I eat so much in the high country (I just eat a lot, period) I just don't want to take the chance I will get skunked based on one unpleasant experience of the sort. Once long ago (1987), I took a very much smaller food supply on a trip I figured I'd catch plenty of fish. I caught and released oodles of fish while hiking to my first night's campsite, then struck out at the lake I camped at (reserve dinner food consumed). On my 2nd day, hungry after a long dayhike to climb Mt Rodgers, I descended to places where I had caught and released many fish the day before. Skunk-in-clutch for night no. 2 (consumed remaining breakfast food for dinner). The next morning (fortunately, last of trip), I arose famished and hiked out toward the car. I stopped to fish at Gem Lake on the way, caught some nice brookies (biggest one went 14"), unpacked my stove and pot, and cooked them for a much welcomed brunch. Ever since that trip I have carried enough food to assure that I eat well every day of the trip even if I don't catch fish for 7 days. I haven't reached the point where I really care about weight that much, so the fact that I hike out with excess "reserve" food does not bother me. In the meantime, I get a nice menu variety because I'll usually do part of the non fish meal (pasta or rice dish) along with the fish (will also have a side dish of reconstituted veggies each evening, too). In no-campfire areas, my fish cooking scheme is like this: I cook the fish in the pot with a little bit of oil, just a pinch of water, and some teriyaki sauce. I try to have just the right amount of liquid so that is has mostly boiled off leaving a nice sauce with some crunchiness on the bottom side when done. Given that this takes awhile to clean out of the pot after I'm done, I do the non-fish part of the meal first. In campfire-legal areas, I take one or two folding grills (depends on how large my group is), lightly salt the fish and BBQ them over the coals. That is how I like my fish the best, but it isn't an option where campfires are prohibited. On some trips, I'm set up for both types of fish cooking scenarios. Tunechuck 2008 was an example with part of the trip in no-campfire (above Seki elevation cutoff) and part of the trip below (Woodchuck country).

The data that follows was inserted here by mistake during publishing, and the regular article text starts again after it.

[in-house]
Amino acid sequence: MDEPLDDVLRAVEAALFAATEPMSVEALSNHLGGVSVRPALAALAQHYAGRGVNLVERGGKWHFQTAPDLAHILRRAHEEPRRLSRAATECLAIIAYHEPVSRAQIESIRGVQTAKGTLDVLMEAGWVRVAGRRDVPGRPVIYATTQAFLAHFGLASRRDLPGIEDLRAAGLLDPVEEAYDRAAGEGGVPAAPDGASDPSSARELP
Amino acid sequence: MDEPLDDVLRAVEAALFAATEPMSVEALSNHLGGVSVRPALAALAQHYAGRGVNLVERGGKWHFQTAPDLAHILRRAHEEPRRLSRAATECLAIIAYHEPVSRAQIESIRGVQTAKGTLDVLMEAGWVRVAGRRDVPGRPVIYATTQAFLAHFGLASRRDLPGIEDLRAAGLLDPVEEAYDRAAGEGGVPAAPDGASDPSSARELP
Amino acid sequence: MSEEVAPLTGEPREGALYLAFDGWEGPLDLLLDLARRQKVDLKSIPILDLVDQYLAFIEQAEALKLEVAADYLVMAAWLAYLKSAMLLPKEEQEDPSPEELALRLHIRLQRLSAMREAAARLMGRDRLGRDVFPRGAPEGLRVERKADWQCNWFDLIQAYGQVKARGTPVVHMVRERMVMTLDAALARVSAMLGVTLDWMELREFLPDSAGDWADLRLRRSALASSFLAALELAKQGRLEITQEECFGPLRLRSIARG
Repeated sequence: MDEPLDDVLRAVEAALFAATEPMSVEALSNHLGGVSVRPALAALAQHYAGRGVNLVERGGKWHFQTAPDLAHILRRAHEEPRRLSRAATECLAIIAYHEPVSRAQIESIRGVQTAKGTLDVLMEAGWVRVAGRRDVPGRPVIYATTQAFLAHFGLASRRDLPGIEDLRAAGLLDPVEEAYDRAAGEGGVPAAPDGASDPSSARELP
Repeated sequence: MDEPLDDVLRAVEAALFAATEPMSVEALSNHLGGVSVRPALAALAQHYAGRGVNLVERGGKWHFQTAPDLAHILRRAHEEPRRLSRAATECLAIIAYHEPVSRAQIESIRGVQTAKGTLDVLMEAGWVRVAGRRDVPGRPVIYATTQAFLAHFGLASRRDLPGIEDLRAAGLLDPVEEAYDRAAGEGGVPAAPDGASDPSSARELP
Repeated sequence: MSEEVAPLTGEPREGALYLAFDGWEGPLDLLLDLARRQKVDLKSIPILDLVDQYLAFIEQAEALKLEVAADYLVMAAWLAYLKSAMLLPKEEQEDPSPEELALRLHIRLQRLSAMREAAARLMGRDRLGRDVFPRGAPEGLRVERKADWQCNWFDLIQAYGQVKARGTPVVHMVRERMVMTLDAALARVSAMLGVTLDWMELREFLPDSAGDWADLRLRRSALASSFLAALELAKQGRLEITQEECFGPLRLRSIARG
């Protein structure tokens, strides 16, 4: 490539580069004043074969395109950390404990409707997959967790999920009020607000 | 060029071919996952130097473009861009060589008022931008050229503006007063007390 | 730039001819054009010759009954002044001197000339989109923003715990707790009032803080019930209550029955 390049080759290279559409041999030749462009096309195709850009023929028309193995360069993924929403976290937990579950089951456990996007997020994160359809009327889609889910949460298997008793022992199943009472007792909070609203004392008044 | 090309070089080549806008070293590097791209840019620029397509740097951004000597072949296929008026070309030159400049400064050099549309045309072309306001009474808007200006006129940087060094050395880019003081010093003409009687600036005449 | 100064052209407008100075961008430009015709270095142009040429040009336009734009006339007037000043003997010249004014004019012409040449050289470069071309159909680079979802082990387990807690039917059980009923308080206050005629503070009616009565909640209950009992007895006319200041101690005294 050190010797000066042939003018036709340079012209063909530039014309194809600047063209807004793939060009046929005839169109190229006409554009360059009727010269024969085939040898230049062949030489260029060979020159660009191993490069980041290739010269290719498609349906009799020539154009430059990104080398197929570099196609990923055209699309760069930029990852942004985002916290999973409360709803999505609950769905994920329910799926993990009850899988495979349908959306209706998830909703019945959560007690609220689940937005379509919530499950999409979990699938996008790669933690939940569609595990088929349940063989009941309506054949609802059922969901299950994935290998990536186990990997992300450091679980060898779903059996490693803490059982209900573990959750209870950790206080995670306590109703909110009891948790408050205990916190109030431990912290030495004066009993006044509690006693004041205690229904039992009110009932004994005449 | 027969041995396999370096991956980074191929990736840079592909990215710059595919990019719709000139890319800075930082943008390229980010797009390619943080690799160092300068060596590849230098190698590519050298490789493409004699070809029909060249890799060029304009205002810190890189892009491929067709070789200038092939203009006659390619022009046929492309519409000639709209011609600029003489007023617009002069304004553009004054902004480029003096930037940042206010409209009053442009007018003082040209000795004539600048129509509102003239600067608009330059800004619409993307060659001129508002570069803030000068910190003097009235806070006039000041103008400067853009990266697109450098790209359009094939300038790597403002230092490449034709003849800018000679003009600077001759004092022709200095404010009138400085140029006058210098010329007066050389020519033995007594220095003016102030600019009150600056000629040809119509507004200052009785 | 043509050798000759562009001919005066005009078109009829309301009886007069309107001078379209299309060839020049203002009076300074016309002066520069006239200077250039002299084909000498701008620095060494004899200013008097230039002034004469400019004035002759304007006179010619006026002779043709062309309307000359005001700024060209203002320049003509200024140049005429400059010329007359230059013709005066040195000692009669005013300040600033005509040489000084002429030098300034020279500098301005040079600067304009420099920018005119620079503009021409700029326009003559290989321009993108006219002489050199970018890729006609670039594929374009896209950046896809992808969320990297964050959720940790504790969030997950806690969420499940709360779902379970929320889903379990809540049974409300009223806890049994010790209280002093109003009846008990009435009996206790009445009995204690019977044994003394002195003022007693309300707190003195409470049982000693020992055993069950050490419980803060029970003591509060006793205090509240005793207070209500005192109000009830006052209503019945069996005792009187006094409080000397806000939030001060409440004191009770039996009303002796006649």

Since my fishing (etc.) website is still down, you can be distracted by geology stuff at: http://www.fresnostate.edu/csm/ees/facu ... ayshi.html